Basement-dwelling pseudo-otaku with a thrill for forecasting on the side.
By: KoritheMan , 2:21 AM GMT on November 07, 2013
Dangerous Super Typhoon Haiyan is heading steadily toward the central Philippines. As of the latest JTWC advisory, the following information was available on the typhoon:
Wind: 175 mph, with higher gusts
Location: 8.6°N 132.8°E
Movement: WNW at 18 mph
Pressure: 911 mb
Category: 5 (Saffir-Simpson Hurricane Wind Scale)
The satellite presentation is, in a word, spectacular. After a brief hiccup in the southern eyewall from about 2000 to about 2315 UTC, convection has redeveloped around the southern eye, and Haiyan appears to be on course to maintain its intensity. Upper-level outflow is exceptionally well-defined everywhere except the east, where it is somewhat restricted, but expanding. In addition, a large convective band extends to the west of the center; given the small size of the cyclone, it is presumed that there are no tropical storm force sustained winds occurring within this band, although scatterometer data suggests that the winds could be sustained at 25 to 35 mph in that band.
Figure 1. Latest infrared satellite image of Super Typhoon Haiyan. Image credit: NOAA's Satellite Services Division (SSD).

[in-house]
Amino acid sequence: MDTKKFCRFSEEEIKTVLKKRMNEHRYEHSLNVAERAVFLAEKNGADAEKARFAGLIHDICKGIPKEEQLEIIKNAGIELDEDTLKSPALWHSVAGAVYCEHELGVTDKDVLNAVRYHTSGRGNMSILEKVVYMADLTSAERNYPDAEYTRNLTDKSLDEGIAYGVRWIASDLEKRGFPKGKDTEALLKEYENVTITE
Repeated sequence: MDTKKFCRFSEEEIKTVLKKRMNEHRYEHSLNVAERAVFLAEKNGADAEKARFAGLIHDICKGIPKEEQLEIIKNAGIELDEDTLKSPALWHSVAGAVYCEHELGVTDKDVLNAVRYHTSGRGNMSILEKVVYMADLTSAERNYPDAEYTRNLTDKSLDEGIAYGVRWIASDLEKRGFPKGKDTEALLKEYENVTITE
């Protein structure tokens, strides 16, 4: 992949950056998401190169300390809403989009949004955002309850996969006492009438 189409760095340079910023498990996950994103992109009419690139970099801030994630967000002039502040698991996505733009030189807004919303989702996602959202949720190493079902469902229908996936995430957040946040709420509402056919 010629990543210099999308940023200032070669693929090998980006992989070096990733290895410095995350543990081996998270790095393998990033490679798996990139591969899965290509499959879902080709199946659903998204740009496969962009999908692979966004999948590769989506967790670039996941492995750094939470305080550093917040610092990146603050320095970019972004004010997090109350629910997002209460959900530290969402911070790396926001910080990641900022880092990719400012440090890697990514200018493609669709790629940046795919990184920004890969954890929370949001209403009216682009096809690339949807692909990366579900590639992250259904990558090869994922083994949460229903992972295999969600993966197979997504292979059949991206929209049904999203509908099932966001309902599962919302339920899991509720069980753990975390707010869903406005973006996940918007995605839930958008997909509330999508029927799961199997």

There do not appear to be any obvious factors to immediately weaken Haiyan. Oceanic heat content in this portion of the western Pacific is extremely significant; in addition, the near-storm vertical shear appears to be low as evidenced by the well-organized cloud and outflow patterns, and there does not appear to be any dry air that could get entrained into the circulation. The one fly in the ointment that is, unfortunately, extremely difficult to predict but common of intense typhoons like Haiyan, is a possible eyewall replacement cycles, or even multiple ones. I have literally no skill to anticipate these changes, and neither do any of the global and dynamical models. Primarily because of this ignorance, my forecast will keep Haiyan at 150 kt during the next 12 hours, followed by slow weakening after that as Haiyan interacts with land and possibly undergoes a concentric eyewall cycle (based primarily on timing, as cyclones this intense cannot normally maintain such obscene intensities for very long). However, I want to emphasize that I expect Haiyan to be at or near Category 5 intensity (Saffir-Simpson Hurricane Wind Scale) at landfall. Of course, there is enough uncertainty in the inner core evolution of such an intense typhoon that the winds could theoretically be 20 to 30 mph lower at landfall. Once the cyclone emerges over the South China Sea, a steady weakening trend is expected as dry air and subsident flow increases and oceanic heat content drops off sharply west of 115°E. There does not appear to be a lot of vertical shear over the South China Sea in the GFS model fields during those time ranges, but shear forecasts are riddled with immense uncertainty even a day out, and I would not be surprised if southwesterly shear increased even modestly ahead of the next upper-level trough. It should be noted that my forecast track and the JTWC track takes Haiyan inland over Vietnam to a position where the cyclone center lies in close proximity to the adjacent South China Sea, which could help to promote sustained tropical storm force winds along the coast all the way up to day five in the forecast period, and that is reflected below.